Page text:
Capitol: Lawmakers settle compliance checks, debate tax cuts
February 8th, 2012
Lincoln, NE – A proposal for tighter restrictions on how law enforcement officials check on alcohol sales to minors has been withdrawn in the Legislature. And Senators debated ways to provide tax relief for Nebraskans.
Omaha Sen. Bob Krist said he supports the goal of so-called compliance checks on bars, restaurants, and stores that sell alcohol. But he has problems with the way they have sometimes been carried out. “I do think the best interest of the kids is at heart,” he said. “Sometimes the execution of those are (sic) a little zealous and a bit overbearing so we need to come back to center and do things correctly.”
Krist’s bill would have required minors working with law enforcement agencies to tell the truth if asked about their age or who they were working for. Despite objections that that would effectively “gut” compliance checks, the bill advanced through the first round of debate.
Among problems that senators said they were trying to combat were police going into a bar with a minor and asking that the minor be served, giving minors IDs that didn’t have their real address, and using minors who looked 21 or older.
Lincoln Sen. Colby Coash, who opposed the bill, nevertheless said agencies including the Lincoln Police Department and Omaha Police Department had gone too far. “Lots of blame to go around here,” Coash said. “LPD, OPD, they didn’t look very closely at the guidelines that were placed in front of them. What Sen. Krist has done with this discussion is he’s brought that out into the open. He’s brought it to the attention of not only the law enforcement that needs to comply with the current guidelines, but he’s brought it to the attention of the Liquor Control Commission executive director.”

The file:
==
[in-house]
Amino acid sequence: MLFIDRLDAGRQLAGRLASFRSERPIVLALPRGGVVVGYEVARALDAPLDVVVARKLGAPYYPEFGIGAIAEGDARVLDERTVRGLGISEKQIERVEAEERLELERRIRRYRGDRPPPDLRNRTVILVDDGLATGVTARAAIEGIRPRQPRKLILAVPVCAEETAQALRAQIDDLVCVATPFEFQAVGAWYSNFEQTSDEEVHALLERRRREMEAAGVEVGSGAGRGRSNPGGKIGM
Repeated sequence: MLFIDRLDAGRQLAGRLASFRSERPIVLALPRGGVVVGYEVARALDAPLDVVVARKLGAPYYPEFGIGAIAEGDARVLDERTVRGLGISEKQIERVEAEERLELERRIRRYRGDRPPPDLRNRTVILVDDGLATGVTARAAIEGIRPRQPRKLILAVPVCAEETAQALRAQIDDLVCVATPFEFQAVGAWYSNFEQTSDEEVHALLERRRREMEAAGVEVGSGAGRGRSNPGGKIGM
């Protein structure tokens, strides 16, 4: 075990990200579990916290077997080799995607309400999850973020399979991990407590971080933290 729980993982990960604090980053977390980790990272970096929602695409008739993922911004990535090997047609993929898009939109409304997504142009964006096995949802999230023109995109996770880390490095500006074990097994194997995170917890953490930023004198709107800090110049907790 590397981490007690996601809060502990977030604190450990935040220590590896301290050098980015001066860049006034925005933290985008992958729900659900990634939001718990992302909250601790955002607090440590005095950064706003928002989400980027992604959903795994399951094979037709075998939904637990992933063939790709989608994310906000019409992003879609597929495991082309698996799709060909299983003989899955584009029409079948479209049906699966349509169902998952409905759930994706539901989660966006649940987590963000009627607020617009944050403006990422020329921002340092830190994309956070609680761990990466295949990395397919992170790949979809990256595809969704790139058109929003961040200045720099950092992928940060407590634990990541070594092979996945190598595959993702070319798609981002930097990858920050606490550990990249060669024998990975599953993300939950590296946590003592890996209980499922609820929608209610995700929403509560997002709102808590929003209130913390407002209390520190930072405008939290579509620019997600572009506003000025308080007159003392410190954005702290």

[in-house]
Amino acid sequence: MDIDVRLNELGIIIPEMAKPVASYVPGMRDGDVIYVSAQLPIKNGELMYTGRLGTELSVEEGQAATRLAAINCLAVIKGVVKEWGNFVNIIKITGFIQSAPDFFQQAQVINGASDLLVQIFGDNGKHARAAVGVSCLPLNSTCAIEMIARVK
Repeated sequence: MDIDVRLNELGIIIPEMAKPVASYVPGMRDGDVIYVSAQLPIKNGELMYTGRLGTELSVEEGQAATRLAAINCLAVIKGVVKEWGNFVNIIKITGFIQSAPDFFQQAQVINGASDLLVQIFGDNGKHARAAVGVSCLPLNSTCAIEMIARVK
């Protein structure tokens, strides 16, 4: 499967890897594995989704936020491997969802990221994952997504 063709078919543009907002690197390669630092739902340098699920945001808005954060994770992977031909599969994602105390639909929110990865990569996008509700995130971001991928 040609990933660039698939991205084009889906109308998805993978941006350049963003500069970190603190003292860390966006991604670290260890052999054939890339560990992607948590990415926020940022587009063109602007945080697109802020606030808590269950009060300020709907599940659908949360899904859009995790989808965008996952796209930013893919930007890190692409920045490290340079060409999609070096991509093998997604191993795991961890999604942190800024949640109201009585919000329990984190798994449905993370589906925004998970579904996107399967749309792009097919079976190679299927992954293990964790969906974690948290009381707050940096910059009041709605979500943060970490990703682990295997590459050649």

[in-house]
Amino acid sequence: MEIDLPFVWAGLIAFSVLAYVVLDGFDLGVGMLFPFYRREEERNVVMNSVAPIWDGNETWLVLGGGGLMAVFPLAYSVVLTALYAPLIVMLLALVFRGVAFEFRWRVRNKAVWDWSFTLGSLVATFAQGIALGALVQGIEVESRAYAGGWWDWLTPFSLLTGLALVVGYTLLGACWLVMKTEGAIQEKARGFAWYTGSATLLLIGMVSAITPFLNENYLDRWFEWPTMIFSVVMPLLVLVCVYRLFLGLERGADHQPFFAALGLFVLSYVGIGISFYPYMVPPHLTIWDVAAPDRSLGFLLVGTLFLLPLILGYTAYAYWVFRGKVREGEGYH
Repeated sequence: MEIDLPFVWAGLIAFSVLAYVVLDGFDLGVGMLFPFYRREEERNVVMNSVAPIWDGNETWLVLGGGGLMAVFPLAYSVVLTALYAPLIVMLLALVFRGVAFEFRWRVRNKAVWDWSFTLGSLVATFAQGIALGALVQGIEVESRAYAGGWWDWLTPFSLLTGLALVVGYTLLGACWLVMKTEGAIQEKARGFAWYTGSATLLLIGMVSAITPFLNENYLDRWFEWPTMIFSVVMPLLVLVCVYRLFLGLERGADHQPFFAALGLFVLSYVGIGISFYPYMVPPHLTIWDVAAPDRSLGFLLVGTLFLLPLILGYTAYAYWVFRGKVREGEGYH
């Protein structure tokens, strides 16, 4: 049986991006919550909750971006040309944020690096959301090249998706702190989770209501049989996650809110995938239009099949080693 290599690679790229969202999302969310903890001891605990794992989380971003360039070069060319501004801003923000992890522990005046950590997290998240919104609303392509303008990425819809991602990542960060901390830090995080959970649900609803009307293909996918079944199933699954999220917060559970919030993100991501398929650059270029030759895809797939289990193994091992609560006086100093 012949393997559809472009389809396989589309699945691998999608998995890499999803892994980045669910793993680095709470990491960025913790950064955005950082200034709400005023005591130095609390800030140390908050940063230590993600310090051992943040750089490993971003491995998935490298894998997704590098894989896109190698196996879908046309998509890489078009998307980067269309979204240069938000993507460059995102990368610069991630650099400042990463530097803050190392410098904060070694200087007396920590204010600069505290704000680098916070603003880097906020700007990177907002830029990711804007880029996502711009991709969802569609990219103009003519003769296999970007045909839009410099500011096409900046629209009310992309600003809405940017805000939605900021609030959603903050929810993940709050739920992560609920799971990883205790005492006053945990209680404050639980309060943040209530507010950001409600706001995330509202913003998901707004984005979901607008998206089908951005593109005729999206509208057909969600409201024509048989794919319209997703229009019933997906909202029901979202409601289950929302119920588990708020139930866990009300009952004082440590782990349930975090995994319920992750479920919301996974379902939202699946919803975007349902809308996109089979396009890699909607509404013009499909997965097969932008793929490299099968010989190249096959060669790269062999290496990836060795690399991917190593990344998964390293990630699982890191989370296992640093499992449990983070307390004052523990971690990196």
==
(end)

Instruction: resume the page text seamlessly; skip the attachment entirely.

Hobie Rupe is executive director of the Liquor Control Commission. He said even though the fake IDs had the minors real age on them, it still was outside the guidelines agreed on between the State Patrol and the Liquor Control Commission. “Our problem was if you start going outside of what the actual guidelines allow, you’re going down a slippery slope,” he said.
“And these are compliance checks, they’re not entrapment stings. And I think we need to make sure that the existing guidelines as they are make that clear that they are compliance checks. You’re looking to see if a person is going to ask to see an ID and refuse the sale.”
Officials said they would step up training on following the guidelines. Krist then asked that his bill be withdrawn from consideration.
In a public hearing, the Revenue Committee took testimony on several bills designed to reduce taxes. There were proposals to eliminate the taxation of Social Security benefits and reduce the percentage of ag land value subject to property taxes.
Omaha Sen. Heath Mello proposed exempting the first $8,000 of owner-occupied residential real estate from property tax. Mello contrasted his proposal, LB977, with income tax cuts proposed by Gov. Dave Heineman in his bill, LB970.
“While most Nebraska families would see between $150 to $160 under my bill. In comparison, the South Omaha family earning $30,000 that governor Heineman cited in his state of the state address would receive just $30 in income tax relief under LB970.”
That led to a question from Revenue Committee Chairwoman Sen. Abbie Cornett:
“What does your bill do for people that don’t own their own home – young people or old people that are no longer in their home?” Cornett asked. “Or better yet, why didn’t you just look at putting the money in property tax credits so you get ag land relief also?”
Mello acknowledged he was being selective. “It’s not going to affect all Nebraskans,” he said. “I’ve openly admitted that. I think the reality is, property tax relief is still the number one issue Nebraskans talk about when it comes to taxes.”
The committee has not yet acted on the competing proposals.
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